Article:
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India May Cut Defense Spending

India May Cut Defense Spending

Defense Spending

Indian Defense Spending:

Earlier this year, India preserved $18.48 billion for arms and weapons deals in its 2021-2022 Defense Spending amid a border standoff with China and economic crisis caused by the coronavirus pandemic. Excluding the pensions, the new defense budget totals $49.6 billion, rising about 3 % from last year’s $47.98 billion. The new cost of $18.48 billion reserved for arms acquisition saw a rise of about 16 percent from last year’s $15.91 billion. This is the highest-ever increase in capital outlay for defense within the last two decades, consistent with Indian Defense Minister Rajnath Singh. In addition, an estimated $2.84 billion was used for emergency arms purchases within the summer of 2020 to help the continued confrontation with China on the border. The budget’s revenue expenditure meant for work on existing weapons, pay, and recurring expenses is about $29.02 billion, compared to $28.75 billion within the previous defense budget. Officials in India point to the COVID-19 pandemic as hurting the economy, affecting the annual income, and driving expenditure decisions.

Consequently, the defense budget won’t be as high because it would’ve been were there not an epidemic, said Amit Cowshish, a former financial adviser for procurement at the Ministry of Defense. Cowshish stated that the funds could also be inadequate for all the planned procurements from foreign countries and reception to be signed during the upcoming fiscal year, which began April 1. Capital expenditure is defense money meant for new arms acquisition and existing liabilities from already conducted security deals. The Army will receive $4.9 billion in cost, which is a rise of 8.17 percent from last year’s $4.53 billion. “The service could buy extra military vehicles and upgrade its existing drones fleet,” a senior Army official said. The service’s revenue expenditure is about $20.37 billion, compared to $20.11 billion within the previous budget. The Navy will receive $4.55 billion in cost, which is a rise of nearly 22 % from last year’s $3.73 billion. This might pave the way for the branch to shop for ten tactical MQ-9 Reaper drones from General Atomics through the U.S., an Indian military official said.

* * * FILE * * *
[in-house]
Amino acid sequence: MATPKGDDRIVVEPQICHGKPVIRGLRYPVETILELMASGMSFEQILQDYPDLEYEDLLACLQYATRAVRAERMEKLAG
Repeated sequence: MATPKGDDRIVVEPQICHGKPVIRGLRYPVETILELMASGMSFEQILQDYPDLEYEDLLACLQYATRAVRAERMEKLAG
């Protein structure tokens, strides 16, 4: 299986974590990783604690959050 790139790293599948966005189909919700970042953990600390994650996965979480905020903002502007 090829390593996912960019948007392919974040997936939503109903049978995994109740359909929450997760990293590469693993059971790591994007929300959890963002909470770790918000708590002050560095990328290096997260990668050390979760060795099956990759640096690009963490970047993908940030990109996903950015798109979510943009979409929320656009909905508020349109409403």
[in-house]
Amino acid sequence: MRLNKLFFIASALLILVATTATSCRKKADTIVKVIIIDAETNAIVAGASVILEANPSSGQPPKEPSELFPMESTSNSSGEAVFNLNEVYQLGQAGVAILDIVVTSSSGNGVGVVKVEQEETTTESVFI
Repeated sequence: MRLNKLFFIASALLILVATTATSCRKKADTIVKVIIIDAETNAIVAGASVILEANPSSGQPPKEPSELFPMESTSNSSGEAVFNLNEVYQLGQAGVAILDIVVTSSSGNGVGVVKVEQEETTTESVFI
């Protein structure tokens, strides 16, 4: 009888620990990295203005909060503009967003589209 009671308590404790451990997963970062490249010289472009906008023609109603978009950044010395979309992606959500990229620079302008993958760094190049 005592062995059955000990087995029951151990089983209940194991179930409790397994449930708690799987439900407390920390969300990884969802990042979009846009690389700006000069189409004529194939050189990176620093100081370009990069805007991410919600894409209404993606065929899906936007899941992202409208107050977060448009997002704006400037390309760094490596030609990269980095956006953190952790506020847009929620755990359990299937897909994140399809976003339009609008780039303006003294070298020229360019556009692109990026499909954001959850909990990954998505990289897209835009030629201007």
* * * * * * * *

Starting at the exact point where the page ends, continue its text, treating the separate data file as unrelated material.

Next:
The revenue expenditure for the Navy is $3.19 billion, which is supposed for the upkeep of warships and submarines, compared to $3.13 billion within the previous budget. The Air Force will receive $7.2 billion in cost, which may be a hike of 19 percent from the previous year’s $6.05 billion. Consistent with a service official, this may go toward a replacement contract for 83 homemade LCA MK1A Tejas light combat aircraft, an existing agreement to buy 36 Rafale fighters from France, and five units of Russian S-400 defense systems, among other efforts. The Air Force’s revenue expenditure is $4.19 billion, compared to $4.1 billion within the last budget. About $1.55 billion in cost will go to the state-owned Defense Research and Development Organization for brand spanking new projects, compared to $1.47 billion within the last budget. DRDO has also been granted a revenue expenditure of $1.24 billion, compared to $1.2 billion the previous year. This year, existing liabilities could have up to 90 percent of the new cost, which can affect various new weapons acquisition efforts, an Indian official said.


The Fiscal Year 2021-22: